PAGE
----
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Welcome to Flipcaster. Where we are flipping out awesome content that will help you be more productive and give you techie ninja skills.  This is where we will feed your appetite for awesome. If you are looking for Tips, Tricks, App reviews, screen casts, tech news, and all things awesome you are in the right place. 

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Reference

Reference

INFOGRAPHIC: How to create the perfect Password | technology for publishing LLC. (2014, April 9). Retrieved April 20, 2016, from http://www.tech4pub.com/2014/04/09/infographic-how-to-create-the-perfect-password/

Infographic: The ABC’s of basic online security. (2012, October 17). Retrieved April 20, 2016, from http://www.pcmag.com/article2/0,2817,2411117,00.asp

4, 2014, Bradley, T., 14, O., & AM, 00. (2014, October 14). 3 simple ways two-factor authentication can protect you when no one else will. Retrieved April 20, 2016, from http://www.pcworld.com/article/2824789/3-ways-you-can-use-two-factor-authentication-to-protect-you-when-no-one-else-will.html

added. What the 2013 Verizon data breach report tells us about phishing. Retrieved April 20, 2016, from http://visual.ly/what-2013-verizon-data-breach-report-tells-us-about-phishing

Crummey, C. (2015, May 1). Why your Password is the next to get nabbed. Retrieved April 20, 2016, from Hot Off The Press, http://www.smarthustle.com/why-your-password-is-the-next-to-get-nabbed/

Entrust. (2014, June 26). Infographic: Mapping the path of Two-Factor authentication - entrust, Inc. Retrieved April 20, 2016, from Authentication, https://www.entrust.com/mapping-path-two-factor-authentication/

Garcia, A. (2015, December 2). Target settles for $39 million over data breach. CNN. Retrieved from http://money.cnn.com/2015/12/02/news/companies/target-data-breach-settlement/

Gilad_Zahavi. (2015, December 29). Top data breaches of 2015. Retrieved April 20, 2016, from https://blog.sensecy.com/2015/12/29/top-data-breaches-of-2015/

Morrison, K. (2015, June 3). People are still the weak link in the Password system [Infographic]. Retrieved April 20, 2016, from http://www.adweek.com/socialtimes/people-are-still-the-weak-link-in-the-password-system-infographic/621180

non-alphabetic, A, & Replacing. (2012a, October 2). How To Choose a Strong Password » Information Security | Boston University. Retrieved April 20, 2016, from http://www.bu.edu/infosec/howtos/how-to-choose-a-password/

non-alphabetic, A, & Replacing. (2012b, October 2). How To Choose a Strong Password » Information Security | Boston University. Retrieved April 21, 2016, from http://www.bu.edu/infosec/howtos/how-to-choose-a-password/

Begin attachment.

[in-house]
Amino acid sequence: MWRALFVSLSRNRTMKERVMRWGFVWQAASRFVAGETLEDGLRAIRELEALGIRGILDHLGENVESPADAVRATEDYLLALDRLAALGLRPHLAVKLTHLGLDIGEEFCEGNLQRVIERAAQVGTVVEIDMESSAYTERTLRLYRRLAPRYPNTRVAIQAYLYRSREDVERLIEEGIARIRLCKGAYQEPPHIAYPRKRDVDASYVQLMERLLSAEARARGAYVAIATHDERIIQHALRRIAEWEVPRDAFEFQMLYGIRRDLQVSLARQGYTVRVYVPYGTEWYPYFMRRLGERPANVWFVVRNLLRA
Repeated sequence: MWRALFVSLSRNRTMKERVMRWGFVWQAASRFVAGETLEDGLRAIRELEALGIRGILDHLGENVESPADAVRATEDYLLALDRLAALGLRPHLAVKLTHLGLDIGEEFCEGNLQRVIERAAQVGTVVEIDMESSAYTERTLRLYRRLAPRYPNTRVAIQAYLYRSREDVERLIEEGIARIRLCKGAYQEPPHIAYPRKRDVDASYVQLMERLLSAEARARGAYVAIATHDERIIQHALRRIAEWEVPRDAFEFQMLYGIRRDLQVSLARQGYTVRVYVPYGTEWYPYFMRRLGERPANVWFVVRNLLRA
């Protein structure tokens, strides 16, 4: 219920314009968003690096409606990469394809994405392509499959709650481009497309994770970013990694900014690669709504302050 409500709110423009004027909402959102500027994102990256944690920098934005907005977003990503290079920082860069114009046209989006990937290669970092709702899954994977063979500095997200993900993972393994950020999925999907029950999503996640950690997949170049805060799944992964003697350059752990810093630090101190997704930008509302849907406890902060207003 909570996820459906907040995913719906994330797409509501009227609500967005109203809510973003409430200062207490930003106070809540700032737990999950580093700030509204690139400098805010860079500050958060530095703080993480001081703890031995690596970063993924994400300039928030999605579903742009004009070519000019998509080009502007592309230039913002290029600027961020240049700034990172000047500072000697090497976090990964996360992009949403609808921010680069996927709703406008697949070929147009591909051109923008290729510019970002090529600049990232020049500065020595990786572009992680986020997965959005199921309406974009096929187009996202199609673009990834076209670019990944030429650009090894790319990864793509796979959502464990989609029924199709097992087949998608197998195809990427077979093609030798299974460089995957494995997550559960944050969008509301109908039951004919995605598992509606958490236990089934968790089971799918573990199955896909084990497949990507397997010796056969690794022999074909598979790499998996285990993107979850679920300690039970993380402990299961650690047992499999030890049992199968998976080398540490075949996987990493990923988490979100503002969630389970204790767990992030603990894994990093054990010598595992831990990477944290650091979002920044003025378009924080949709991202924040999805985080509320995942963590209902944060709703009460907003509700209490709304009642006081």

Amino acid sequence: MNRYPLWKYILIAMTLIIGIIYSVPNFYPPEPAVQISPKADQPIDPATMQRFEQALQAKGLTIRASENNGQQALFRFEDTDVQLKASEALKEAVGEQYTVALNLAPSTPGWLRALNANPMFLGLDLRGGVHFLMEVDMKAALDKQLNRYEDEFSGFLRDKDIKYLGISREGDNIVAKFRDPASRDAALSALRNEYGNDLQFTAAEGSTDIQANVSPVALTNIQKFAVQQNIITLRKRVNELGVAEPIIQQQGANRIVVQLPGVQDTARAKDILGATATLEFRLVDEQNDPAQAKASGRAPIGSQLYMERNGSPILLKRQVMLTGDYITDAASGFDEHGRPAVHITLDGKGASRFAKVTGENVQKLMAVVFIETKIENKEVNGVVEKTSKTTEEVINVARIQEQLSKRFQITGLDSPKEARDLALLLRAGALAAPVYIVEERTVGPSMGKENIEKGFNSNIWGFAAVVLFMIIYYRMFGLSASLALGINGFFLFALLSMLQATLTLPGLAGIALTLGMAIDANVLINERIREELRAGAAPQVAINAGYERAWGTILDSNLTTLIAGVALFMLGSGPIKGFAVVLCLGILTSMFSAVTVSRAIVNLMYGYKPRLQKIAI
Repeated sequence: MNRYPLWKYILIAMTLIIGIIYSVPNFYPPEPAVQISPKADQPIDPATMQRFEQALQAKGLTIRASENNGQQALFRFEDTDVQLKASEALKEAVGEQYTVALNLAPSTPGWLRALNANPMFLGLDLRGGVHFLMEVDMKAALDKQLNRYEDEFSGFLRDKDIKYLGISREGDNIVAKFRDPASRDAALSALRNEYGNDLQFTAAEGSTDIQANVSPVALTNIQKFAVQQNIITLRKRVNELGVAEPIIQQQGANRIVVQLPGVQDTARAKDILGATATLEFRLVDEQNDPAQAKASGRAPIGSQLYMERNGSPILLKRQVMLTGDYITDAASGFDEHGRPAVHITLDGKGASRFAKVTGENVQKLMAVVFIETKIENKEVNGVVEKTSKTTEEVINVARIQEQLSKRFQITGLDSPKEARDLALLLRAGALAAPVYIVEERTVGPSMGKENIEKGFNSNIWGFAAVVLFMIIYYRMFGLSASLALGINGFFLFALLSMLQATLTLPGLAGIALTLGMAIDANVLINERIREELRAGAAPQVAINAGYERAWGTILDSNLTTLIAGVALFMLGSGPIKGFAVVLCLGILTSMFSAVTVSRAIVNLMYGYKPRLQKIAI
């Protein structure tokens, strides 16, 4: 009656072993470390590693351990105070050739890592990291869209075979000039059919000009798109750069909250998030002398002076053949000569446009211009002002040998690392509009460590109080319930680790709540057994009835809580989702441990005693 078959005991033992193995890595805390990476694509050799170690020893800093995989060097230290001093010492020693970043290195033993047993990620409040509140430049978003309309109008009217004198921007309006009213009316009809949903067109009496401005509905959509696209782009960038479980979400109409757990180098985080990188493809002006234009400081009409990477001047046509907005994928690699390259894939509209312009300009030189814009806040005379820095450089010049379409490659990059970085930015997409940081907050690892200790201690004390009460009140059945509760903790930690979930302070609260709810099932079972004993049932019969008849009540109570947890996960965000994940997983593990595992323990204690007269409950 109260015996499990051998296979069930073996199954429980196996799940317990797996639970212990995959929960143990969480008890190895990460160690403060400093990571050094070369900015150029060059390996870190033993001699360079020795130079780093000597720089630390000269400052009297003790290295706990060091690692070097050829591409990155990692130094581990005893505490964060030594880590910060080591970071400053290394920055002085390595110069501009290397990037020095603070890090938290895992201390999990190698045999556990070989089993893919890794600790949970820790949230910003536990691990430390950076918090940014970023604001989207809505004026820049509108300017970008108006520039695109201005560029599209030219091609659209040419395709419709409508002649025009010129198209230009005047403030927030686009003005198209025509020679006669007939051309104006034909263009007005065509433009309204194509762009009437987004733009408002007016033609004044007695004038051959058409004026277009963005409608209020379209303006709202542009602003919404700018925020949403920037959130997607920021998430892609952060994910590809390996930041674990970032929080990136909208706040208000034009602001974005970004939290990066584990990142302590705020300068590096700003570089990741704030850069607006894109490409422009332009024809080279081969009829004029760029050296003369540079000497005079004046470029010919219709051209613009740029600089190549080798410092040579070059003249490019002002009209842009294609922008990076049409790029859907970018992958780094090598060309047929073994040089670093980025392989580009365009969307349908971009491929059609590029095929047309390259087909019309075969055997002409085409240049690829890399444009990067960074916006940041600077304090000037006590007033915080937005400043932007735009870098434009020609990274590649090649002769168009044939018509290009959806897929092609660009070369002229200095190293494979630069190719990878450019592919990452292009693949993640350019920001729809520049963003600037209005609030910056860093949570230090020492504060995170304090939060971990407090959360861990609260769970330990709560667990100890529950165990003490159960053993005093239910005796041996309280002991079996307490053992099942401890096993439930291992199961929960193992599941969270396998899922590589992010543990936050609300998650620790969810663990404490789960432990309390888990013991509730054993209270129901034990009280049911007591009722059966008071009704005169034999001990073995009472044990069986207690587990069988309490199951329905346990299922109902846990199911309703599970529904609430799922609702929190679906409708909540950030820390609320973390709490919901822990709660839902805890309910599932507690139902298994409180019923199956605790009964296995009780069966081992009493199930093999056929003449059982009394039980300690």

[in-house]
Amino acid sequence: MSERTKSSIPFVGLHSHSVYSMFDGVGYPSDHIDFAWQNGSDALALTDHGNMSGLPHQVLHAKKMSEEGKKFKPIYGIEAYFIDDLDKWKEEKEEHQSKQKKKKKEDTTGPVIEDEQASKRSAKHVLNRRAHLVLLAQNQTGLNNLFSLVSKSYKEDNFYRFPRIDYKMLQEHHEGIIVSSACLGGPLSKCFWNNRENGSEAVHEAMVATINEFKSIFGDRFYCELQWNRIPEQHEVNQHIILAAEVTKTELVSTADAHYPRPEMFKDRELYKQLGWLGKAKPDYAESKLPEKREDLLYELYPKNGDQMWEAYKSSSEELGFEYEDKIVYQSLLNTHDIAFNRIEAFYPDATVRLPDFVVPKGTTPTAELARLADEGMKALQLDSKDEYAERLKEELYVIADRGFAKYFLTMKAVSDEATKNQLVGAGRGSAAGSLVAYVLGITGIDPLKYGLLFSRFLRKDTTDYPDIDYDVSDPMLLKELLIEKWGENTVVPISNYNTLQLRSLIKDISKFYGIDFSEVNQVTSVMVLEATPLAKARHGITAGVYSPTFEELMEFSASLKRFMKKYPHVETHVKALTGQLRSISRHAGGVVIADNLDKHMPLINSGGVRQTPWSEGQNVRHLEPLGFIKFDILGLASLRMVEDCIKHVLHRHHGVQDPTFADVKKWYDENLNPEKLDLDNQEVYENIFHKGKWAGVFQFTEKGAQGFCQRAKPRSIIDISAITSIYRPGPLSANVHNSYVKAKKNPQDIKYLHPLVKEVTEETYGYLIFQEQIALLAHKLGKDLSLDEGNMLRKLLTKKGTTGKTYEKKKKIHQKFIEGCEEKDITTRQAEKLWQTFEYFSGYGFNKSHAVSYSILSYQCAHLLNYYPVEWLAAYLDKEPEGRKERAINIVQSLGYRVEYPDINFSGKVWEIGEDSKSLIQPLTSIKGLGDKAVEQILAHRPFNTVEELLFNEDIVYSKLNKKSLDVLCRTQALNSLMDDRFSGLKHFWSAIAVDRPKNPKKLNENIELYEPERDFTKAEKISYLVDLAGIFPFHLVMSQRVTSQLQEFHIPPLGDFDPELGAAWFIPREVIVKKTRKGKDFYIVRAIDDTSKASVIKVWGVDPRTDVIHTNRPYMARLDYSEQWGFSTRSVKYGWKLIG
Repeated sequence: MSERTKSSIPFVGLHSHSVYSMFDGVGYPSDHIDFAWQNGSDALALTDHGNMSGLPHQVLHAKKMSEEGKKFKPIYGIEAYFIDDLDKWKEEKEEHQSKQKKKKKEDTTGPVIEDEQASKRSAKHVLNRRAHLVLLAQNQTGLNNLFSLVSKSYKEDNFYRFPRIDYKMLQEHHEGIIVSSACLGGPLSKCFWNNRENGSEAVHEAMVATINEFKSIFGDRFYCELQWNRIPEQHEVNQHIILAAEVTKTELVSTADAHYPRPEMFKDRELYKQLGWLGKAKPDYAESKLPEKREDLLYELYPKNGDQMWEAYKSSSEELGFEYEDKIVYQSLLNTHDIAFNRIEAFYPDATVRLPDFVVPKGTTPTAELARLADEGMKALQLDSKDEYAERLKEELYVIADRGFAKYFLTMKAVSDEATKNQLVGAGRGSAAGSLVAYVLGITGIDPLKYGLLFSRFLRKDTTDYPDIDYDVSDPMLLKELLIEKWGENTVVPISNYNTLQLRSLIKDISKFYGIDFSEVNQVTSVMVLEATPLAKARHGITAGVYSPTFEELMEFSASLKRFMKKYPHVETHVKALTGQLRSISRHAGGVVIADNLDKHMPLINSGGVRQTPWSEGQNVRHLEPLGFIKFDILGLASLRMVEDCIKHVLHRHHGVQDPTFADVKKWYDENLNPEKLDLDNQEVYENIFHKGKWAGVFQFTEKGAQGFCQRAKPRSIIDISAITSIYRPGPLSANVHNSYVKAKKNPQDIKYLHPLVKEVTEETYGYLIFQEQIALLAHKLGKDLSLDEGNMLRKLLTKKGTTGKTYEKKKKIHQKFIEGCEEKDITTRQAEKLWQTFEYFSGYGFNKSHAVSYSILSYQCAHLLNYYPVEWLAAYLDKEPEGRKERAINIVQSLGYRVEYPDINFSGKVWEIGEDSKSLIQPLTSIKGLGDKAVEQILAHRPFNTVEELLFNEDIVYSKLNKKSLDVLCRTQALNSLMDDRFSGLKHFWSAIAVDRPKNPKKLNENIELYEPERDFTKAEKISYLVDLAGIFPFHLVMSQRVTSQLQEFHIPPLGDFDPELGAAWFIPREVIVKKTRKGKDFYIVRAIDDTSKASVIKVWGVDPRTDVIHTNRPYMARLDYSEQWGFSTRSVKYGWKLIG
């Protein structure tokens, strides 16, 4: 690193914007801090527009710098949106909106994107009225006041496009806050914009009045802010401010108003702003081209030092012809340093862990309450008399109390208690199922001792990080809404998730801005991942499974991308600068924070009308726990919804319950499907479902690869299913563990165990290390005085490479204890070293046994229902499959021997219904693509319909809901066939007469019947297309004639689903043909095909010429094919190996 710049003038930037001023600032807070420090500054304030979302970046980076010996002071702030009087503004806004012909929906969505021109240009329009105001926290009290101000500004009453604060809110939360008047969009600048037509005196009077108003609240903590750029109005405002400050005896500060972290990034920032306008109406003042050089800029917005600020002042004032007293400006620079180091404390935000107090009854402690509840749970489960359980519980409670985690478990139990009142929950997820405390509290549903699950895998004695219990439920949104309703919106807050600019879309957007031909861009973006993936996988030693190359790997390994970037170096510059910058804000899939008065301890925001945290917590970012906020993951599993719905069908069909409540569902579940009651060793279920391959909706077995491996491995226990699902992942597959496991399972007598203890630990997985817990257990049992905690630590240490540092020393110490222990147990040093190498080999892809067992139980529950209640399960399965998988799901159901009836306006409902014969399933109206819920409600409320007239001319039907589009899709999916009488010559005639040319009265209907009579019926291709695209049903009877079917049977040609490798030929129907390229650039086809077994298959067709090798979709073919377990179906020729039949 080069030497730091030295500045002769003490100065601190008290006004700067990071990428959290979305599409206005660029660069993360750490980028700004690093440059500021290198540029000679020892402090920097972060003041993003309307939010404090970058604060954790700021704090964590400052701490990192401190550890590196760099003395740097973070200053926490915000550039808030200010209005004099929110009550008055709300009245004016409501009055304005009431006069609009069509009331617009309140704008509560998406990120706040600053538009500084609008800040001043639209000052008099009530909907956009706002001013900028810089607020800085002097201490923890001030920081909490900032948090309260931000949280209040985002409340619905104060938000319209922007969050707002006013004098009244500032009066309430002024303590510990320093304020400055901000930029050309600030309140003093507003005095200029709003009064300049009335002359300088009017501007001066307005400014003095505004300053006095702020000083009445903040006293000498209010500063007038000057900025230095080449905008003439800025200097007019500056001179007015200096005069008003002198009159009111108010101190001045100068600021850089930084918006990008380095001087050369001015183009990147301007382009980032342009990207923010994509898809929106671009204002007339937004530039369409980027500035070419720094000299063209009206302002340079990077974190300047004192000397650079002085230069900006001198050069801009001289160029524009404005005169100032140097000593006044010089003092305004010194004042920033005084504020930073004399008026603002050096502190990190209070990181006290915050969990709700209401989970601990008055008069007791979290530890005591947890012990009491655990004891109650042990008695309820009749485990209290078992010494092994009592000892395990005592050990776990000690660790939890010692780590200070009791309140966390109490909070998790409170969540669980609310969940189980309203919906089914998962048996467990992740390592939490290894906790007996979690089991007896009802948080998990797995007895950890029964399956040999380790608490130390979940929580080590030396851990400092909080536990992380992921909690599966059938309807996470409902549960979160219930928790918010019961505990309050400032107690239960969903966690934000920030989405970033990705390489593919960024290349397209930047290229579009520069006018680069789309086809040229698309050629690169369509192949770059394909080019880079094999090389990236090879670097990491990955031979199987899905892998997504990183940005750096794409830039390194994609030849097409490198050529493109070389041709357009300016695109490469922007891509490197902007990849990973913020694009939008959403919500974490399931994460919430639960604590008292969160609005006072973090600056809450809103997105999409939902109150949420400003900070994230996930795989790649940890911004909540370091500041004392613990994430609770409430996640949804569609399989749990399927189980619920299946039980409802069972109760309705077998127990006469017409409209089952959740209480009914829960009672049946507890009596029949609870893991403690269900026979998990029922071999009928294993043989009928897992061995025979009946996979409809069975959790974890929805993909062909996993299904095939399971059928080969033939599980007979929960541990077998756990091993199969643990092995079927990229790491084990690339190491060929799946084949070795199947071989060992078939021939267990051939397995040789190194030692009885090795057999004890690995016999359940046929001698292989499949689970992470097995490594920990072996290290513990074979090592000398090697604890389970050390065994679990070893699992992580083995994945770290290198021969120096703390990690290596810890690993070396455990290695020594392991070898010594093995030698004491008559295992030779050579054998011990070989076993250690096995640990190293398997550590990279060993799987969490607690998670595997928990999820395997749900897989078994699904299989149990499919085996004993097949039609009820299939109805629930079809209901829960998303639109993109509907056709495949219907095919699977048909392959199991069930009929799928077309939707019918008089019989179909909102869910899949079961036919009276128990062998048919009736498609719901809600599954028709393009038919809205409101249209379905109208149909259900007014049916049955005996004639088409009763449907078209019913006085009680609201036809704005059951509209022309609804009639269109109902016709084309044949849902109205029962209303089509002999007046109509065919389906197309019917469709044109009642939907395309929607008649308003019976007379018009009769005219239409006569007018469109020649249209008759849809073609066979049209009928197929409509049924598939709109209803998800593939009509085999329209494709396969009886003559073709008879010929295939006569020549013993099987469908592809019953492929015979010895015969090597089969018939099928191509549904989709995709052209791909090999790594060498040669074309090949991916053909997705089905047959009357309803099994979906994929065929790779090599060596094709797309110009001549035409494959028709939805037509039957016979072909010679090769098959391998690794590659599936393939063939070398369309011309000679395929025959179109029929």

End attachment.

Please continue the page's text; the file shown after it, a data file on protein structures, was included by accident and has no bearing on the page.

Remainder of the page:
NV, 2015 G. (2006). Data breaches in H1 2015 Infographic - breach level index. Retrieved April 20, 2016, from http://www.safenet-inc.com/resources/data-protection/h1-2015-data-breaches-infographic/

Okyle, C. (2015a, January 27). Why your Password is Hackerbait (Infographic). Retrieved April 20, 2016, from Technology, https://www.entrepreneur.com/article/242208

Okyle, C. (2015b, June 3). Password statistics: The bad, the worse and the ugly (Infographic). Retrieved April 20, 2016, from Technology, https://www.entrepreneur.com/article/246902

Pennic, J. (2013, March 20). Security breaches cost healthcare organizations $2.4M over 2 years Retrieved from http://hitconsultant.net/2013/03/20/security-breaches-cost-healthcare-organizations-2-4-m-over-2-years-infographic/

PYMNTS. (2015, February 26). How much did the target, home depot breaches really cost? Retrieved April 20, 2016, from http://www.pymnts.com/news/2015/target-home-depot-reveal-full-breach-costs/

S, M. (2014, December 18). 2014’s biggest data breaches -. Retrieved April 20, 2016, from Uncategorized, http://www.cardconnect.com/2014s-biggest-data-breaches/

Security, P. U. Pick a Safe Password -- a strategy for safe secure computing : Wolfram.Org. Retrieved April 20, 2016, from http://wolfram.org/writing/howto/password.html

Staff, is., & InstantShift (2012, August 22). How common is your Password? [Infographic]. . Retrieved from http://www.instantshift.com/2012/08/13/how-common-is-your-password/

TeleSign. (2016, April 20). Turn it on. Retrieved April 20, 2016, from https://www.turnon2fa.com/

Retrieved April 20, 2016, from https://en.wikipedia.org/wiki/Transport_Layer_Security

Citations, Quotes & Annotations

INFOGRAPHIC: How to create the perfect Password | technology for publishing LLC. (2014, April 9). Retrieved April 20, 2016, from http://www.tech4pub.com/2014/04/09/infographic-how-to-create-the-perfect-password/

(“INFOGRAPHIC: How to create the perfect Password | technology for publishing LLC,” 2014)

Note: infographic perfect password

Infographic: The ABC’s of basic online security. (2012, October 17). Retrieved April 20, 2016, from http://www.pcmag.com/article2/0,2817,2411117,00.asp

(“Infographic: The ABC’s of basic online security,” 2012)

Note: Infographic thwarting hackers